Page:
Dove

Greater London West - Hammersmith

A historic pub interior of regional importance

Listed Status: II

19 Upper Mall
Hammersmith
W6 9TA

Tel: (020) 8748 9474

Email: dove@fullers.co.uk

Website http://www.dovehammersmith.co.uk/

Real Ale: Yes

Real Cider: Yes

Lunchtime Meals: Yes

Evening Meals: Yes

Public Transport: Near Bus Stop

Bus: Yes

View on: Whatpub

Celebrated far and wide, the Fuller’s owned Dove overlooks the Thames and is approached by a narrow alley from the river. It was probably built in the early to mid-18th century and then refronted in the 19th. Its amazingly tiny snug, with match-boarded counter and fixed wall benches, is claimed by the Guinness World Records as the smallest public bar in Britain. However, research by beer writer Martyn Cornell suggests it may not be as old as one might think. He believes it was installed some time after 1911 by the then licensee who thought his single-room, fully licensed premises contravened the Licensing Consolidation Act of 1910 and so he created the diminutive snug to rectify matters. However, he needn’t have bothered, Cornell argues, since, if a single-room, fully licensed house had existed before 1872 (as was the case with the Dove), the Act did not make it a necessity to put in a second room. However, had you been drinking here on 7 January 1928 you’d have been waist-high in water judging by a small brass plaque recording that day’s mighty inundation. The other front room is historic too in terms of its wall seating and counter.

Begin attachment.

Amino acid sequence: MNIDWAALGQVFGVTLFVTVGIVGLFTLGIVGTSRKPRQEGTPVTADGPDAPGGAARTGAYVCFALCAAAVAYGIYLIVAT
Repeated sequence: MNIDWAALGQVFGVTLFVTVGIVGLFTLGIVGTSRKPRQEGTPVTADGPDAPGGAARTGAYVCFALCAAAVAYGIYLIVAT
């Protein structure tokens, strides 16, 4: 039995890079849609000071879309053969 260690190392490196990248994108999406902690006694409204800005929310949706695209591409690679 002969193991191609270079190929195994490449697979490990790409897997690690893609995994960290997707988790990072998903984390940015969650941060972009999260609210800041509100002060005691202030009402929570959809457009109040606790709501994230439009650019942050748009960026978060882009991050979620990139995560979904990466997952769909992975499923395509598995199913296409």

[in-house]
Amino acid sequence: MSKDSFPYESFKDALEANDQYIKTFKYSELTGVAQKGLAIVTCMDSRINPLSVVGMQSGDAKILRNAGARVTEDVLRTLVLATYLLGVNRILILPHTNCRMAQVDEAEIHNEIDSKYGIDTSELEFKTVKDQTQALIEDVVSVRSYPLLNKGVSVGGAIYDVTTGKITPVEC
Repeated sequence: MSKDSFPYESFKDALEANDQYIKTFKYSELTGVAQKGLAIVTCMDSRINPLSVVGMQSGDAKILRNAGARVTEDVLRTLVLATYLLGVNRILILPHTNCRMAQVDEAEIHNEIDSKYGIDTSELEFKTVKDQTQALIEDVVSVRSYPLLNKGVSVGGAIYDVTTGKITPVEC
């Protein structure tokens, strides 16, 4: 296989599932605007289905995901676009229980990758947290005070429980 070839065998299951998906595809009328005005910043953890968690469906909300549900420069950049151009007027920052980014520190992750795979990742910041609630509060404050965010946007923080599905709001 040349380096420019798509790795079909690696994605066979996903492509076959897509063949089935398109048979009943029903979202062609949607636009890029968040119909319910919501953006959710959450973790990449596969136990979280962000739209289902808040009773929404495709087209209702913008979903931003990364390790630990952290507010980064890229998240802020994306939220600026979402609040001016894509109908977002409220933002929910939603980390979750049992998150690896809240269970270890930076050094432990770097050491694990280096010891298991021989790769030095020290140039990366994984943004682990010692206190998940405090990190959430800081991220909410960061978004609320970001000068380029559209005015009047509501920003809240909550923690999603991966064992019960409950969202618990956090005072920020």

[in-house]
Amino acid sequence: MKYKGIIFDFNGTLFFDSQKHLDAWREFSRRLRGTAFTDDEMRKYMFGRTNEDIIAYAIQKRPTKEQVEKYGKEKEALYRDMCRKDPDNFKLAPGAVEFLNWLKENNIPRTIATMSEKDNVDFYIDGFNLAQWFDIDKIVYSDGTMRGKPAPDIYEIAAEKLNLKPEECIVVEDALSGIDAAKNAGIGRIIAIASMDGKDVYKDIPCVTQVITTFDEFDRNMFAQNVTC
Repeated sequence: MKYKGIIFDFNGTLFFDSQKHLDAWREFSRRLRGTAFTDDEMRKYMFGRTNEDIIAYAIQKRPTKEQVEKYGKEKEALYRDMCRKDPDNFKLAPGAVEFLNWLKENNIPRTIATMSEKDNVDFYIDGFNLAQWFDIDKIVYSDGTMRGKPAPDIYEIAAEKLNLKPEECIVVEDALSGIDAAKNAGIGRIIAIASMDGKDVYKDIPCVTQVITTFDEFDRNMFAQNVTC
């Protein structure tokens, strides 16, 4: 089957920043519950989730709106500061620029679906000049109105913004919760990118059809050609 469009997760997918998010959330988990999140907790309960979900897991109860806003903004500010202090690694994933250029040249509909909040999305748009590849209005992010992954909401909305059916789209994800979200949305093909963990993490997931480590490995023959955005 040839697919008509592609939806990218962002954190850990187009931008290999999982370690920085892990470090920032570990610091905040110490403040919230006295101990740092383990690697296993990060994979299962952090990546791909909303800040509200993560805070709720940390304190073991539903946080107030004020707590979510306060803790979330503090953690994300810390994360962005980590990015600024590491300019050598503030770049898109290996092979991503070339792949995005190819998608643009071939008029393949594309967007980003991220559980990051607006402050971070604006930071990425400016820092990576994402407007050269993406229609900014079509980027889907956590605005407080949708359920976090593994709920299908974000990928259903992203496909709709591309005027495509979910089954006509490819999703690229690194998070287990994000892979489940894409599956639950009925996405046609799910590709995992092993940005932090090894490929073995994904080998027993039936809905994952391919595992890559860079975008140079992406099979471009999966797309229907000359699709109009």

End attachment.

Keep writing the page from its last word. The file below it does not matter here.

Celebrated far and wide, the Fuller’s owned Dove overlooks the Thames and is approached by a narrow alley from the river. It was probably built in the early to mid-18th century and then refronted in the 19th. Its amazingly tiny snug, with match-boarded counter and fixed wall benches, is claimed by the Guinness World Records as the smallest public bar in Britain. However, research by beer writer Martyn Cornell suggests it may not be as old as one might think. He believes it was installed some time after 1911 by the then licensee who thought his single-room, fully licensed premises contravened the Licensing Consolidation Act of 1910 and so he created the diminutive snug to rectify matters. However, he needn’t have bothered, Cornell argues, since, if a single-room, fully licensed house had existed before 1872 (as was the case with the Dove), the Act did not make it a necessity to put in a second room. However, had you been drinking here on 7 January 1928 you’d have been waist-high in water judging by a small brass plaque recording that day’s mighty inundation. The other front room is historic too in terms of its wall seating and counter.

Some of the woodwork here, along with that in the vestibule, might even go back to the 18th century and, if so, could be some of the earliest purpose-built pub fittings around. Post-war repairs in 1948 saw the addition of the substantial brick fireplace with its exuberant Portland stone carving of the dove returning to Noah’s Ark with an olive branch. The rear room at the Dove is modern but the terrace beyond overlooking the Thames is a delightful place to enjoy a drink on a fine day.

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